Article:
At the first session, I met the marketing director of a local start-up
company selling healthcare products to help seniors remain
independent. We got to talking about copy he needed for his company’s
website, that he and his partners didn’t have time to do. He didn’t
return to the creative writing courses, but he did hire me to write
several articles for his website each month at a fair fee. I may even
get to edit the existing web copy.

The moral? Don’t automatically reject a volunteer project, especially
if it something you enjoy and believe in, because you never know to
what paying paths it may lead.

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PB: Just replaced my Mac with a new MacBook Pro (love it!). When I
went to buy an Adobe Acrobat upgrade for the new box, to my dismay, I
re-discovered what I’d encountered with my first Mac in 2007: you
can’t use Acrobat’s Standard Edition on Mac; you must use the
Professional. I was willing to pay $139 to purchase the Standard
upgrade, but when I learned I’d have to fork out $199 for the Pro
version, I balked.

My computer genius* suggested PDFPen, a great
program that’s actually quite comparable to Acrobat Professional
(priced at $450), but for just $60! For FLCW’s, PDFPen will be more
than you need, and the price is pretty amazing!

(*Wheat Williams; PC/Mac expert, and thanks to remote-access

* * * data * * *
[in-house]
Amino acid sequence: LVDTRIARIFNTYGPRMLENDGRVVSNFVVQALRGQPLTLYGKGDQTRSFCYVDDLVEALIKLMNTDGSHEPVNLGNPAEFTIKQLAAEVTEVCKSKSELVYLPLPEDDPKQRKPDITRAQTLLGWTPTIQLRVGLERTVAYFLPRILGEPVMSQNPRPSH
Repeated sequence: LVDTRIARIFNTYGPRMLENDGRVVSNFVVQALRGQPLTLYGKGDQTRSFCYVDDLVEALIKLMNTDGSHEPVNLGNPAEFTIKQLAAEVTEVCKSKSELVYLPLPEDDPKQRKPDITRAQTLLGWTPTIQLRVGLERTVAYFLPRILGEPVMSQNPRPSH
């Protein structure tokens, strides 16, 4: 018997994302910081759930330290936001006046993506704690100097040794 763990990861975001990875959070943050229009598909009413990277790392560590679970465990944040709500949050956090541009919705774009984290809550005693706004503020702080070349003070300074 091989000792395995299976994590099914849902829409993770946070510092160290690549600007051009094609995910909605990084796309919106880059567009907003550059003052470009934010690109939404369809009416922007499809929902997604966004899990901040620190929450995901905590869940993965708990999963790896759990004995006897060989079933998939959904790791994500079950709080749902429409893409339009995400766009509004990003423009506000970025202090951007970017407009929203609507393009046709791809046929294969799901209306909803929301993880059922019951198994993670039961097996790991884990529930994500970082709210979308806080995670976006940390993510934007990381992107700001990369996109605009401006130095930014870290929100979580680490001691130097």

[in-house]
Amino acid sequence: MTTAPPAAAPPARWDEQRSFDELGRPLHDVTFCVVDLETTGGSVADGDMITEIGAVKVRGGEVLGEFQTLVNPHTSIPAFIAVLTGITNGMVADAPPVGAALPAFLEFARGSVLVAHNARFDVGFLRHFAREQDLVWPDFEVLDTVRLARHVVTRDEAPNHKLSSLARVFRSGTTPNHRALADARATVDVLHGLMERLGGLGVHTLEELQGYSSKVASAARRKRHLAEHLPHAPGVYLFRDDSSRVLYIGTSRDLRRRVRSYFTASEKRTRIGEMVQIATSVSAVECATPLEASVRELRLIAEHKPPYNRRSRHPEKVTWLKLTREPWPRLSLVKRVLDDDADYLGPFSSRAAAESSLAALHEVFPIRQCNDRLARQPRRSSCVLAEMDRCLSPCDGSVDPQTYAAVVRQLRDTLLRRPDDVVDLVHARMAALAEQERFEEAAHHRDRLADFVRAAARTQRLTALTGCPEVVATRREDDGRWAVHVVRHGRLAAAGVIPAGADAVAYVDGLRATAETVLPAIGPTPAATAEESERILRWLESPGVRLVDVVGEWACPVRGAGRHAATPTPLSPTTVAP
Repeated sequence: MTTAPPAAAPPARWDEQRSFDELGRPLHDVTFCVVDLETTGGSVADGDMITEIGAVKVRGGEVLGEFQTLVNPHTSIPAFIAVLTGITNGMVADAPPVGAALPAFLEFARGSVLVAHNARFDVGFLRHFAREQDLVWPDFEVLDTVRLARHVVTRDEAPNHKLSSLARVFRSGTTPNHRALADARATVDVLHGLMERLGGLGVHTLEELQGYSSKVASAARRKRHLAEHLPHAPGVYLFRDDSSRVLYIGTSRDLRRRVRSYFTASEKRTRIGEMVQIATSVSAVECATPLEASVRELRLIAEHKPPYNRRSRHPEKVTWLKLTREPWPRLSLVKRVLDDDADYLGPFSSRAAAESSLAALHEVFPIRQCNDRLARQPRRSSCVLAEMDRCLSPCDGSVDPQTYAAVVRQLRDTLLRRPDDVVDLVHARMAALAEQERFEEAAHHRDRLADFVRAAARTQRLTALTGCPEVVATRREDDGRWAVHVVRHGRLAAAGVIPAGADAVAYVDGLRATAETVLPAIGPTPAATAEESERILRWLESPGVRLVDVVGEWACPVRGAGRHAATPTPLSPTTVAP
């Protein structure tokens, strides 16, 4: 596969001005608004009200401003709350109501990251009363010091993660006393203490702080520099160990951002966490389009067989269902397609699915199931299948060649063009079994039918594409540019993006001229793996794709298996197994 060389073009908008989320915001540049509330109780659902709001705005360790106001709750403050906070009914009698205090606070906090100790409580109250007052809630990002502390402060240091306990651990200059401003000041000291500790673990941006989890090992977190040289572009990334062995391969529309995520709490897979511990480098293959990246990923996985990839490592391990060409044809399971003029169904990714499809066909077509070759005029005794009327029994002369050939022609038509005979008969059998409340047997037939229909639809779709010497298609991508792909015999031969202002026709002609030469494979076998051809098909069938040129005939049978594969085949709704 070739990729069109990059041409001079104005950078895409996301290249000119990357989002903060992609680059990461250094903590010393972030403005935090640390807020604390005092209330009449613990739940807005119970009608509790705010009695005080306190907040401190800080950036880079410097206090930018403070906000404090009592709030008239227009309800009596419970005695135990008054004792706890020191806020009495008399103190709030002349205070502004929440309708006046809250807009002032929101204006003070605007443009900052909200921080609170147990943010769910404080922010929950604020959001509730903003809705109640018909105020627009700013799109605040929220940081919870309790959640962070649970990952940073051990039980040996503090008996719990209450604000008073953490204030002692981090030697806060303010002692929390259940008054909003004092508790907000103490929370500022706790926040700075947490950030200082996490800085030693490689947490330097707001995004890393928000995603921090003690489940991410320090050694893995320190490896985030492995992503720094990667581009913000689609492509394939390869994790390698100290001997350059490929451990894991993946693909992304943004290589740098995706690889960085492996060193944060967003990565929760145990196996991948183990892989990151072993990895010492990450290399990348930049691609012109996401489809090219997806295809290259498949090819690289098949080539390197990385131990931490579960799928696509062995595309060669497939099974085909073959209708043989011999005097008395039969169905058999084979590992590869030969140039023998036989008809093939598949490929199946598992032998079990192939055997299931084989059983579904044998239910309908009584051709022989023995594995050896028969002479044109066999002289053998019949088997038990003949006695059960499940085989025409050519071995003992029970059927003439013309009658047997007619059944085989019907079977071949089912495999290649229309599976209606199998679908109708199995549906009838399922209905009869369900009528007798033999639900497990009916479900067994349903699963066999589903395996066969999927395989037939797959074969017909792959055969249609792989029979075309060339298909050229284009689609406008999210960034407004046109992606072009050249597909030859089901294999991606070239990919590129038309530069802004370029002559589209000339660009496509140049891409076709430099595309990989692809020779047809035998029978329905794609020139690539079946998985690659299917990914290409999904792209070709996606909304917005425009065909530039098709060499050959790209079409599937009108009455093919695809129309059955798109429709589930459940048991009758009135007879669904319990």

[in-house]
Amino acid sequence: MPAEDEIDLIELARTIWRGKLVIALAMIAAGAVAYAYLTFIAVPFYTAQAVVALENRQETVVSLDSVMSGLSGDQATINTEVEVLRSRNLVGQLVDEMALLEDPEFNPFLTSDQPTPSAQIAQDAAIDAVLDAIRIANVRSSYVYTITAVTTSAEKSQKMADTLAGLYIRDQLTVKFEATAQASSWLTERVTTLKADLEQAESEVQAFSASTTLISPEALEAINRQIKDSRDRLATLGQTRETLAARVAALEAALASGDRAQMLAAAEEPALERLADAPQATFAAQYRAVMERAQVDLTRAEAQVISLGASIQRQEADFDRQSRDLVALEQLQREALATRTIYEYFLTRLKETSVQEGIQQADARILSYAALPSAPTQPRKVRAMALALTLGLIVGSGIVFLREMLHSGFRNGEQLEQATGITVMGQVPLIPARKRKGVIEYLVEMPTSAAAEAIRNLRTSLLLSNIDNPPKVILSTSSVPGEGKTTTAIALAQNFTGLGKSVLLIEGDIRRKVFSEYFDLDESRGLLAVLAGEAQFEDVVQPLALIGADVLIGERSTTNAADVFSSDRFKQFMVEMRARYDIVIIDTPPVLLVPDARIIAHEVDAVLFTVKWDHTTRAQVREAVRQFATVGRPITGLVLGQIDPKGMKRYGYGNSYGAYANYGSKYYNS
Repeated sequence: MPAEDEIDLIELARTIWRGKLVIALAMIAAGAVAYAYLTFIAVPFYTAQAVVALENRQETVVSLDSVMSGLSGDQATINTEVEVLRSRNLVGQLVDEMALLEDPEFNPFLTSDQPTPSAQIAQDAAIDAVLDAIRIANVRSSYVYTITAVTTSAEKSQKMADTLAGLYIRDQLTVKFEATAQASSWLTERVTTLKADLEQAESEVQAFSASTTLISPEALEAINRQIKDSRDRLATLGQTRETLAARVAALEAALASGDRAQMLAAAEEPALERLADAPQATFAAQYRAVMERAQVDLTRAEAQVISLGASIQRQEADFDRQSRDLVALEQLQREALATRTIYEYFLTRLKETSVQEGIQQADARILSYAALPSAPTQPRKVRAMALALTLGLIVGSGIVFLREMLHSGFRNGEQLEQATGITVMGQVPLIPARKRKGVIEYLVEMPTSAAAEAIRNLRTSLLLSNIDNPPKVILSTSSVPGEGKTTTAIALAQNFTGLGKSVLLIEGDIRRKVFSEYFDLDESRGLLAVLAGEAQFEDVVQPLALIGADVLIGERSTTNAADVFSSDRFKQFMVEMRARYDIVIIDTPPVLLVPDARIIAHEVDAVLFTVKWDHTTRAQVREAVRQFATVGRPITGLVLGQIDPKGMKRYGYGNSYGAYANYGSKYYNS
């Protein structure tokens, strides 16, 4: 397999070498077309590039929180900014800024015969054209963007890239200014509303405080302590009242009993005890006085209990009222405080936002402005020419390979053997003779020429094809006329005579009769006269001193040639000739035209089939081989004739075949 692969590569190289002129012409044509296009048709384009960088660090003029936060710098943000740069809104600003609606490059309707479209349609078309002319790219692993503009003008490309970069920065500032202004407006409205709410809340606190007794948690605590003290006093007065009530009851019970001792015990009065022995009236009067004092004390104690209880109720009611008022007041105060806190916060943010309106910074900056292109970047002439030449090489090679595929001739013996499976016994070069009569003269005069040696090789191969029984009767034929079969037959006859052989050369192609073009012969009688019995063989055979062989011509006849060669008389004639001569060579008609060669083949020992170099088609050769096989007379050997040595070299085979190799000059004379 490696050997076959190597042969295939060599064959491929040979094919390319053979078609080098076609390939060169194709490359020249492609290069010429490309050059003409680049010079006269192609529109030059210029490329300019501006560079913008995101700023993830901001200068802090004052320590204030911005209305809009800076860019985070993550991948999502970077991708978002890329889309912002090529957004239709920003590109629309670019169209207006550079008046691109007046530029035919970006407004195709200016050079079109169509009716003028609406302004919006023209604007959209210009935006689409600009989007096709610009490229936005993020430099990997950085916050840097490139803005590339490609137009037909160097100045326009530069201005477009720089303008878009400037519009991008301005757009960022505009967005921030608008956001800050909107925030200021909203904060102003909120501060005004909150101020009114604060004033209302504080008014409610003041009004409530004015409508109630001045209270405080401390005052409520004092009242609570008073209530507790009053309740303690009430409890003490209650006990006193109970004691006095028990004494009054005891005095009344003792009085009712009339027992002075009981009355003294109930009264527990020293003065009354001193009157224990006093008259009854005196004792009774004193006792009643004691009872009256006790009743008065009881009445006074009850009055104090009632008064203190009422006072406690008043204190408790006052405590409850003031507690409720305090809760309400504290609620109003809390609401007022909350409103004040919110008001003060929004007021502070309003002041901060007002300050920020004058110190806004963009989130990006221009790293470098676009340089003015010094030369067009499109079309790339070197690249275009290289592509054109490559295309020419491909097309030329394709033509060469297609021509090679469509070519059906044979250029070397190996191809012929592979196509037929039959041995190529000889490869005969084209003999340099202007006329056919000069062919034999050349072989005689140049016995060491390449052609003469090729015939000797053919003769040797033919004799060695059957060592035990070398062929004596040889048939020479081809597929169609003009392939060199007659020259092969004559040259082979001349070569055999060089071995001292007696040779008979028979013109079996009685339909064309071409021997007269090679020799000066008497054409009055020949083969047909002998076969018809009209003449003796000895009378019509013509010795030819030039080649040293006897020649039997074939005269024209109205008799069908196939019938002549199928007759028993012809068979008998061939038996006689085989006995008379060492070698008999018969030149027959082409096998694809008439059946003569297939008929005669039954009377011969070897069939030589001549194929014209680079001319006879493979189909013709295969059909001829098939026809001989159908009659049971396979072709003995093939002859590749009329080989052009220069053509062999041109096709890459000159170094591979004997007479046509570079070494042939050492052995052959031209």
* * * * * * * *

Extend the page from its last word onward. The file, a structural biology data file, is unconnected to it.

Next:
programs like LogMeIn, he can help you with computer problems
wherever you are in the world).

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V. COFFEE, MINTS AND TOOTHPICKS
- MORE WORK WITH LESS EFFORT? Ebook Serves Up the All the “How-To”!  
- GOT ANY SUCCESS STORIES YOU'D LIKE TO SHARE? Email me!
- The WELL-FED WRITER BLOG is Rockin!
- AWAI Copywriting (& Other) Courses: Register HERE, Get Bonus CD!
- How Can My Multiple Mentoring Services Serve You?

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MORE WORK WITH LESS EFFORT? New Ebook Serves Up the “How-To”!
That’s not hype. It’s how my business has worked for the better part
of 18 years, thanks to some juicy partnerships with graphic designers.
The result? 1-2 jobs virtually every month with little or no effort on
my part. And I put all the how-to details down on paper. Details HERE

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GOT ANY SUCCESS STORIES YOU’D LIKE TO SHARE?
While my call for submissions netted a TON of stuff a few months back,
I’m still a bit lean on success stories. Whether starting out or
experienced, if you recently had a noteworthy success (i.e., landed a
new client—perhaps in an unusual way—a new gig, new work from an old
client, or anything else that has a good lesson for your fellow
FLCW’s), send it on to me HERE.
100-300 words is great.     

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The WELL-FED WRITER BLOG is Rockin!

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AWAI COPYWRITING (& OTHER) COURSES: Register Here, Get Your Choice of
Bonus CD Program! Six-Figure Copywriting, Graphic Design, Internet
Writing, Fundraising, Health Market and more! Details HERE!

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HOW CAN MY MULTIPLE MENTORING PROGRAMS SERVE YOU?
One-on-One and "Sidecar" (Extended) program details and testimonials HERE!